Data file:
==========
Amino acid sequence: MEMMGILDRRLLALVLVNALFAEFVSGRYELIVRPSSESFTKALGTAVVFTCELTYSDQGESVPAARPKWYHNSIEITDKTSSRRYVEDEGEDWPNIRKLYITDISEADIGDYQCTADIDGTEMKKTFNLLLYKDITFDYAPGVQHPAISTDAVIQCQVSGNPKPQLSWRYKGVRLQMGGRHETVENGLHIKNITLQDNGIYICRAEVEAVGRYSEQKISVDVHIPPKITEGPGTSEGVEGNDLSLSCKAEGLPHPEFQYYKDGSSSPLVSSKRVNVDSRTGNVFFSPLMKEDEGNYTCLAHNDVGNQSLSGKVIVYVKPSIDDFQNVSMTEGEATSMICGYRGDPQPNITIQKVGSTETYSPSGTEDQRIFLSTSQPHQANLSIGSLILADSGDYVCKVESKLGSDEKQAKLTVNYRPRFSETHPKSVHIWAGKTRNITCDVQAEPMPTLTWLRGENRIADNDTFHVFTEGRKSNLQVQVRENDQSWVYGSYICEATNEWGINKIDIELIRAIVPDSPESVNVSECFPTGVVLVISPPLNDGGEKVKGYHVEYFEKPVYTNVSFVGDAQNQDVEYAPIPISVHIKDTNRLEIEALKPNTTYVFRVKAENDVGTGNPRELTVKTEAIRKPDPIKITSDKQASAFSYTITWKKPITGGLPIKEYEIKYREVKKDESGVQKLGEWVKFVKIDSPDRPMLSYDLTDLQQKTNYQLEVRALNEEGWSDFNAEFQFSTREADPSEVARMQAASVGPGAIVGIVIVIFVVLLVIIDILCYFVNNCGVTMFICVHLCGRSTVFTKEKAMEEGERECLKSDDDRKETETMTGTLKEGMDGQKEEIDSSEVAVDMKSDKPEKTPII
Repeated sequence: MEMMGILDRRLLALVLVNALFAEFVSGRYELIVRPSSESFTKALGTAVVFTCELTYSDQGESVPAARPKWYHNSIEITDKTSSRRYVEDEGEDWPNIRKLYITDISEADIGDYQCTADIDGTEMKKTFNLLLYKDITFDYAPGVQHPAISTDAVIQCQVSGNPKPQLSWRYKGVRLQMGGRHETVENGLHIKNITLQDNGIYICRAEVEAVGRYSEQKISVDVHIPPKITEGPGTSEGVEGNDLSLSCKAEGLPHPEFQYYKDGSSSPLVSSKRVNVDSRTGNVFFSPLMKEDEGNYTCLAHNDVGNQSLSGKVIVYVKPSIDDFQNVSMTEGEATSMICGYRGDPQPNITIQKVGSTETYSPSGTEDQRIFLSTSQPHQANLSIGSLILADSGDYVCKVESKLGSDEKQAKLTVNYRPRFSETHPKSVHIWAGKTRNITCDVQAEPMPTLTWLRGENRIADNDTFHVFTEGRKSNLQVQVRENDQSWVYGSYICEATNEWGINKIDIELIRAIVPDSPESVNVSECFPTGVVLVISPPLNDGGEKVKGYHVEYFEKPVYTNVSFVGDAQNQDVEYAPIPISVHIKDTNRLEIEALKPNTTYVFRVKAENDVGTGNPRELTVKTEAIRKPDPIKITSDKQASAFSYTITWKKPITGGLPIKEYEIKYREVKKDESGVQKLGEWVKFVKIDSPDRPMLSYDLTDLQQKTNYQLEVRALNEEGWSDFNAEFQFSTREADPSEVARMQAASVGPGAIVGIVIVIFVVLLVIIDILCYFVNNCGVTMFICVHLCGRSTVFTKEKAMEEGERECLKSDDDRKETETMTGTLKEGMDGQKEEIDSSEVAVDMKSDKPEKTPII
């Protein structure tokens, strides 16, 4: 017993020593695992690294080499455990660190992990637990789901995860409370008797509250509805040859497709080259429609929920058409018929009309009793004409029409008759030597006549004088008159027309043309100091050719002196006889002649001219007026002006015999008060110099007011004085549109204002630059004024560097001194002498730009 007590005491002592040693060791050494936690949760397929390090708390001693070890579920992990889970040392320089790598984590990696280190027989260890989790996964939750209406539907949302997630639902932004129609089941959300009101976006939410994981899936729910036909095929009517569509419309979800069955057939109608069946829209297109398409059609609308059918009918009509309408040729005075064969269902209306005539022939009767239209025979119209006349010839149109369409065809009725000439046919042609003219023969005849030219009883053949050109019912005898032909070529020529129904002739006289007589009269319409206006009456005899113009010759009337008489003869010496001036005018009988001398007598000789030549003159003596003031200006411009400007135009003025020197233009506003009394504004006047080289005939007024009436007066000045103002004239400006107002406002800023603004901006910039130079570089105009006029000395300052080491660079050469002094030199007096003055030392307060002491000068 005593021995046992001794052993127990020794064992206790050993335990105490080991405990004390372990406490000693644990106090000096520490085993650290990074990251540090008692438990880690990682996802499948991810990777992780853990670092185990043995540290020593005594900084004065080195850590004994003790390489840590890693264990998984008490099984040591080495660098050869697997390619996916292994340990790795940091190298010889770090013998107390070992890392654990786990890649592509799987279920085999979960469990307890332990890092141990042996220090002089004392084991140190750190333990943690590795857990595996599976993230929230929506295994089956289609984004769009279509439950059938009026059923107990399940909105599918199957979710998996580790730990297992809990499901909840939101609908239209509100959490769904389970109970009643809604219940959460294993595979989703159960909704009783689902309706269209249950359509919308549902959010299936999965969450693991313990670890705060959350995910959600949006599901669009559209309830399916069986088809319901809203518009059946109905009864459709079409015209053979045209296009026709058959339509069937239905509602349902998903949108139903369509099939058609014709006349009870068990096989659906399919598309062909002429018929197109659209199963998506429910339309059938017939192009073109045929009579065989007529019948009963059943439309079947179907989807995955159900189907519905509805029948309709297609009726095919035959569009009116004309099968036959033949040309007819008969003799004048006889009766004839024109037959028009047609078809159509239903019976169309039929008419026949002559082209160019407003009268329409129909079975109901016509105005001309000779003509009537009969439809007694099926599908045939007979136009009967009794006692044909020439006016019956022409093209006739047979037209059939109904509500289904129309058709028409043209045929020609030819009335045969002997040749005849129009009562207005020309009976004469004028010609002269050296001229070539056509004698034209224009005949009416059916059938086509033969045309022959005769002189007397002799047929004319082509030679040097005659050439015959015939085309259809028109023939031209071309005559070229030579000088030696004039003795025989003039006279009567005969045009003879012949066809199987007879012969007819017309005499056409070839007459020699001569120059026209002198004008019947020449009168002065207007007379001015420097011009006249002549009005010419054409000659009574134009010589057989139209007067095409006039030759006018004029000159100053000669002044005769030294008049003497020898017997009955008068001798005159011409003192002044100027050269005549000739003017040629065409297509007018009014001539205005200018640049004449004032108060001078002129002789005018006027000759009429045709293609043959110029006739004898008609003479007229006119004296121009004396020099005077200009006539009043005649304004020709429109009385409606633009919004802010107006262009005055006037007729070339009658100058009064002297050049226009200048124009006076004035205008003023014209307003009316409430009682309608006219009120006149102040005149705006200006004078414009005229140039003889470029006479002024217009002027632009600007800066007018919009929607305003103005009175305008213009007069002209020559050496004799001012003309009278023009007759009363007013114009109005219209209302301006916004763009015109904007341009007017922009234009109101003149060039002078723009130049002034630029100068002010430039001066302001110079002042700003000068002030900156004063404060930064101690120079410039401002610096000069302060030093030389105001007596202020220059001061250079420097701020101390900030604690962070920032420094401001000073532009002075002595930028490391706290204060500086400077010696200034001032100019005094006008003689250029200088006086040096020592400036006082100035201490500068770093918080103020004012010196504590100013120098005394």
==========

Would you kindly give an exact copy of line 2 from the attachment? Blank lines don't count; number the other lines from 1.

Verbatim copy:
Repeated sequence: MEMMGILDRRLLALVLVNALFAEFVSGRYELIVRPSSESFTKALGTAVVFTCELTYSDQGESVPAARPKWYHNSIEITDKTSSRRYVEDEGEDWPNIRKLYITDISEADIGDYQCTADIDGTEMKKTFNLLLYKDITFDYAPGVQHPAISTDAVIQCQVSGNPKPQLSWRYKGVRLQMGGRHETVENGLHIKNITLQDNGIYICRAEVEAVGRYSEQKISVDVHIPPKITEGPGTSEGVEGNDLSLSCKAEGLPHPEFQYYKDGSSSPLVSSKRVNVDSRTGNVFFSPLMKEDEGNYTCLAHNDVGNQSLSGKVIVYVKPSIDDFQNVSMTEGEATSMICGYRGDPQPNITIQKVGSTETYSPSGTEDQRIFLSTSQPHQANLSIGSLILADSGDYVCKVESKLGSDEKQAKLTVNYRPRFSETHPKSVHIWAGKTRNITCDVQAEPMPTLTWLRGENRIADNDTFHVFTEGRKSNLQVQVRENDQSWVYGSYICEATNEWGINKIDIELIRAIVPDSPESVNVSECFPTGVVLVISPPLNDGGEKVKGYHVEYFEKPVYTNVSFVGDAQNQDVEYAPIPISVHIKDTNRLEIEALKPNTTYVFRVKAENDVGTGNPRELTVKTEAIRKPDPIKITSDKQASAFSYTITWKKPITGGLPIKEYEIKYREVKKDESGVQKLGEWVKFVKIDSPDRPMLSYDLTDLQQKTNYQLEVRALNEEGWSDFNAEFQFSTREADPSEVARMQAASVGPGAIVGIVIVIFVVLLVIIDILCYFVNNCGVTMFICVHLCGRSTVFTKEKAMEEGERECLKSDDDRKETETMTGTLKEGMDGQKEEIDSSEVAVDMKSDKPEKTPII